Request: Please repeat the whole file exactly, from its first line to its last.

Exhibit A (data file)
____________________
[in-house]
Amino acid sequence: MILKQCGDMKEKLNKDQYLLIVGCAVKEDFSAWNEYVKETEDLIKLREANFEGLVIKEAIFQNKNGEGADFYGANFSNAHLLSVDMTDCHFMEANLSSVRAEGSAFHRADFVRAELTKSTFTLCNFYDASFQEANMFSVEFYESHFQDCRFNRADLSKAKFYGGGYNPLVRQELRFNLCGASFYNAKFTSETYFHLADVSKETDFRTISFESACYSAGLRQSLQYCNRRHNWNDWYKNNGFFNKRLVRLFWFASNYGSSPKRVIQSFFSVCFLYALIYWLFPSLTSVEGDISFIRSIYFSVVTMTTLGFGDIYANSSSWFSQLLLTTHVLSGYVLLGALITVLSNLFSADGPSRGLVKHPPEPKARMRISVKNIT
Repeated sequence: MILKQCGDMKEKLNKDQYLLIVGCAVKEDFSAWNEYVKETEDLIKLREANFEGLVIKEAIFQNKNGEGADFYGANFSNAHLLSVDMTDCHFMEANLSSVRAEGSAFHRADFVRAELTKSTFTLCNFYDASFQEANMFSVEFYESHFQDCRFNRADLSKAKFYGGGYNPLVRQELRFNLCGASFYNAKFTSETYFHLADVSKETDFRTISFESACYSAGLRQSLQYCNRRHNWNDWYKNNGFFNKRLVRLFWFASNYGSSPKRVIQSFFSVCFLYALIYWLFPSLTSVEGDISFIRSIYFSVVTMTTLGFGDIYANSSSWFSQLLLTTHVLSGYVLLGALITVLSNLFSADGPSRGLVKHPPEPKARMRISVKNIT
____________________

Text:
[in-house]
Amino acid sequence: MILKQCGDMKEKLNKDQYLLIVGCAVKEDFSAWNEYVKETEDLIKLREANFEGLVIKEAIFQNKNGEGADFYGANFSNAHLLSVDMTDCHFMEANLSSVRAEGSAFHRADFVRAELTKSTFTLCNFYDASFQEANMFSVEFYESHFQDCRFNRADLSKAKFYGGGYNPLVRQELRFNLCGASFYNAKFTSETYFHLADVSKETDFRTISFESACYSAGLRQSLQYCNRRHNWNDWYKNNGFFNKRLVRLFWFASNYGSSPKRVIQSFFSVCFLYALIYWLFPSLTSVEGDISFIRSIYFSVVTMTTLGFGDIYANSSSWFSQLLLTTHVLSGYVLLGALITVLSNLFSADGPSRGLVKHPPEPKARMRISVKNIT
Repeated sequence: MILKQCGDMKEKLNKDQYLLIVGCAVKEDFSAWNEYVKETEDLIKLREANFEGLVIKEAIFQNKNGEGADFYGANFSNAHLLSVDMTDCHFMEANLSSVRAEGSAFHRADFVRAELTKSTFTLCNFYDASFQEANMFSVEFYESHFQDCRFNRADLSKAKFYGGGYNPLVRQELRFNLCGASFYNAKFTSETYFHLADVSKETDFRTISFESACYSAGLRQSLQYCNRRHNWNDWYKNNGFFNKRLVRLFWFASNYGSSPKRVIQSFFSVCFLYALIYWLFPSLTSVEGDISFIRSIYFSVVTMTTLGFGDIYANSSSWFSQLLLTTHVLSGYVLLGALITVLSNLFSADGPSRGLVKHPPEPKARMRISVKNIT